Clinical Services Archives - East Cheshire Hospice

A host of happy memories on Trek Camino

Walker Lorna Barratt was left with wet boots and blisters and a host of happy memories from her Spanish pilgrimage.

She was part of an 18-strong party from East Cheshire Hospice which raised more than £70,000 from a five-day trek along the famous Camino Trail.

Every step was made in heavy rain with flooding near the finish in Santiago de Compostela, but it did not deter the plucky fundraisers.

Lorna, from Macclesfield, has close links with the Hospice, having spent more than four years there as a palliative care social worker.

After retiring last year, she now volunteers at the monthly MND Wellbeing Days.

Lorna said: “I loved the social work role and only stopped because my own mum Elizabeth was poorly and needed end-of-life care herself. I worked with the multi-disciplinary team identifying families who needed support.”

She volunteered for the trip after seeing an advert in the Hospice reception.

* Lorna Barrett on the Camino Trail.

She said: “Everyone was walking in memory of someone the Hospice had cared for and our group formed a supportive and close bond.

“It was very wet with torrential rain on the last day and the flooding was all over the news.

“We all had to dig deep walking an average of 15 miles a day, but it was a special trip and quite spiritual for many of us.

“We picked up donations along the way, including airport check-in staff and the lady exchanging currency. The outpouring of support for the Hospice is incredible and so heartening.”

Lorna’s walk was in memory of fireman Barry Axon, a close friend who was cared for in the Hospice.

She said: “Barry was well cared for, as were his family. The Hospice put its arms around the family as it does for all families in their care.

Walkers on their trek through northern Spain.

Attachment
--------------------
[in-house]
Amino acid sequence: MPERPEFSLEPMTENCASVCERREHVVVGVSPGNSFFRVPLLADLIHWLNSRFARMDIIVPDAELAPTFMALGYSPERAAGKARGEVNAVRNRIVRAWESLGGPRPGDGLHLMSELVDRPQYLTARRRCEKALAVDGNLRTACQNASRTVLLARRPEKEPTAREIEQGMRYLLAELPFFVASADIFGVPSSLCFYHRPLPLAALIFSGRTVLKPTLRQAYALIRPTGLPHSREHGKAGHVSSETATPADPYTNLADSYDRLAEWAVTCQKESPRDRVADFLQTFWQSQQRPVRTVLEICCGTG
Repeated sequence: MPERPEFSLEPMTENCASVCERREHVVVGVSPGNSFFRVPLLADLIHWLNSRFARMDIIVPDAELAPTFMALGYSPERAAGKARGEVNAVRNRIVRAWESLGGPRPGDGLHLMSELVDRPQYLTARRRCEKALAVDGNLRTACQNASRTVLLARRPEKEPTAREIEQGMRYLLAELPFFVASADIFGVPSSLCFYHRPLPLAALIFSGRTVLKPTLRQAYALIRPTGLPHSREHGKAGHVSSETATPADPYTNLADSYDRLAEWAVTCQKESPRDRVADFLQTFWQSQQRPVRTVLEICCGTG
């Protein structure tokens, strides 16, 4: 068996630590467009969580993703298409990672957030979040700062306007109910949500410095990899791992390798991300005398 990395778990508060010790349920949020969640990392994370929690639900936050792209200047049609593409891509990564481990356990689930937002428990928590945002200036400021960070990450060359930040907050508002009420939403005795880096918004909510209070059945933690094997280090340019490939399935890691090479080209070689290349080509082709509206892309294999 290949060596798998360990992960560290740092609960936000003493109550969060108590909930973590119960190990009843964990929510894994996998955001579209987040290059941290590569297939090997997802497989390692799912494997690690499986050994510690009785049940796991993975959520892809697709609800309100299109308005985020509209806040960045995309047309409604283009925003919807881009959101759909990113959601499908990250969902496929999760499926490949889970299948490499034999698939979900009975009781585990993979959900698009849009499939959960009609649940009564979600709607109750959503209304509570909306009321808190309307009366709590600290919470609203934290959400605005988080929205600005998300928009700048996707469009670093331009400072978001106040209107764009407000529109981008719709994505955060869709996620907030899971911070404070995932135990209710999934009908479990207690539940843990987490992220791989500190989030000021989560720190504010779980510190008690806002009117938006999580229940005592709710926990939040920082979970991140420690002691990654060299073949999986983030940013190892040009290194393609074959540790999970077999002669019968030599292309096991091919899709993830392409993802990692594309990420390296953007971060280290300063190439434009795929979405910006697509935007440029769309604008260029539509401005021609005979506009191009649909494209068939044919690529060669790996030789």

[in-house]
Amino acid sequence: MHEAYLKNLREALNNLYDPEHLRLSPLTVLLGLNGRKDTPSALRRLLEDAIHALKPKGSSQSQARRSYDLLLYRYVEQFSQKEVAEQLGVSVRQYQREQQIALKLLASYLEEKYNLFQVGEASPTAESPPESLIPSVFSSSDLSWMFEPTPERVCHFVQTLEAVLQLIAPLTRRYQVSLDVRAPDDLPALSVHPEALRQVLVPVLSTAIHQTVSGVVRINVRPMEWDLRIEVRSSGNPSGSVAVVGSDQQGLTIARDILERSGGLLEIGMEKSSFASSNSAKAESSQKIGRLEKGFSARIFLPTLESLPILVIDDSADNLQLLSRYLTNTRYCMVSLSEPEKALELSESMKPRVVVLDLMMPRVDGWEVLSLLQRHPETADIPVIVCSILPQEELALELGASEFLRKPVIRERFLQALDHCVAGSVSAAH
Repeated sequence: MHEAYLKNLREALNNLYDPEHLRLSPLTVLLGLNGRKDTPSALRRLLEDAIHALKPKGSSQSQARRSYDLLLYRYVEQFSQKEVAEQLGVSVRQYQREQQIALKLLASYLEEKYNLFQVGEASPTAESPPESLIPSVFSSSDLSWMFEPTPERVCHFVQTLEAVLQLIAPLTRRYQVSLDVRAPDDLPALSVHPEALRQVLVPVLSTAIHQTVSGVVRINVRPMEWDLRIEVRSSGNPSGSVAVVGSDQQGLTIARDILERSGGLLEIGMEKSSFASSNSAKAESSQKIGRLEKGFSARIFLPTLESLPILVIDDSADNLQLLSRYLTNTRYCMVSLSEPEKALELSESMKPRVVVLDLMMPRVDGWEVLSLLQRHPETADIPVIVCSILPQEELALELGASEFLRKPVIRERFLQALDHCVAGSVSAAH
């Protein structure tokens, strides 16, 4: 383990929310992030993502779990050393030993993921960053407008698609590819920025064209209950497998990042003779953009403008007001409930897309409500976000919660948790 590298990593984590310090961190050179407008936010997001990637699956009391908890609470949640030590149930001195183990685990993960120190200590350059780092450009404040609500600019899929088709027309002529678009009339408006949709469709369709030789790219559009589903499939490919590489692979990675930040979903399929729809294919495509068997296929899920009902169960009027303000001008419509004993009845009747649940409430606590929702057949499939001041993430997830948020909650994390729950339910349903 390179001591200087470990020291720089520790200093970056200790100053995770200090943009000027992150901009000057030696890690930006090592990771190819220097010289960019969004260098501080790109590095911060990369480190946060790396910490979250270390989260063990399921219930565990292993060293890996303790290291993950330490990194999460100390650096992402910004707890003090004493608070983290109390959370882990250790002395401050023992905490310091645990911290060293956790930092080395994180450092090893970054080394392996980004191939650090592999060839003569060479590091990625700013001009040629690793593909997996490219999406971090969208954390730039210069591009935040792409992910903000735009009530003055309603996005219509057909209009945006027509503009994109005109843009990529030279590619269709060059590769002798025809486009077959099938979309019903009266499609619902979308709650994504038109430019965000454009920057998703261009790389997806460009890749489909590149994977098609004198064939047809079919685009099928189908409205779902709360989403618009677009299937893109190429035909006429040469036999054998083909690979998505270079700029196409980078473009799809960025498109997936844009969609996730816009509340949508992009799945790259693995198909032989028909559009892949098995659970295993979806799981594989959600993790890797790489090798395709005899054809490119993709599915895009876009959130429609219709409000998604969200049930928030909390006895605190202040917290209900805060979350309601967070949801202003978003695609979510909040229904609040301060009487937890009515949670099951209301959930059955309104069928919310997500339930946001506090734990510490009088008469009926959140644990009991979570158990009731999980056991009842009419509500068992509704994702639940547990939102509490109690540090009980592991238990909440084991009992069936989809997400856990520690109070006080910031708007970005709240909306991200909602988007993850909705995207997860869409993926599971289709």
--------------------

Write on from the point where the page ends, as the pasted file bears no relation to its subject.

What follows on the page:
“Barry was a big walker and this was something he’d have done. He also had great faith, a pilgrimage in memory of Barry was a privilege.

“The MND group which meets on the fourth Friday of the month were also in my thoughts and indeed many contributed to my fundraising. Despite the sadness of a diagnosis of MND, there’s a lot of joy within that day.

“It’s like a one-stop shop of support and information with outside speakers offering advice. Patients and carers also get a lot of support from each other.”

* To donate to the Camino fund visit

Hospice @Home nurse, Sarah Mills

Nurse, art teacher, volunteer and grandmother of 12 – life is never dull for Sarah Mills.

That is just how she likes it, juggling her many commitments.

Sarah has just completed 20 years as a bank nurse at East Cheshire Hospice, working an average of a shift a week on the Hospice @Home team.

Sarah Mills with six of her grandchildren.

Sarah, from Bollington, said: “Being a bank nurse means I’m like an extra, but I love it. It’s a brilliant job and allows me to manage my other commitments.

“I can control when I work. It sounds very privileged, but I’m able do lots of other voluntary things as well.

“I’ve been with the Hospice @Home team for about five years. It’s such a privileged job visiting people who want to be at home in their final days and who wouldn’t have had that opportunity before.

“We provide care and support for a family who may never have experienced an end-of-life situation. We can explain what to expect and hopefully, reassure and encourage them.

“We see the person in their entirety, surrounded by loved ones, as well as personal and familiar objects which provide comfort for them.

Sarah Mills enjoying the outdoors with her family.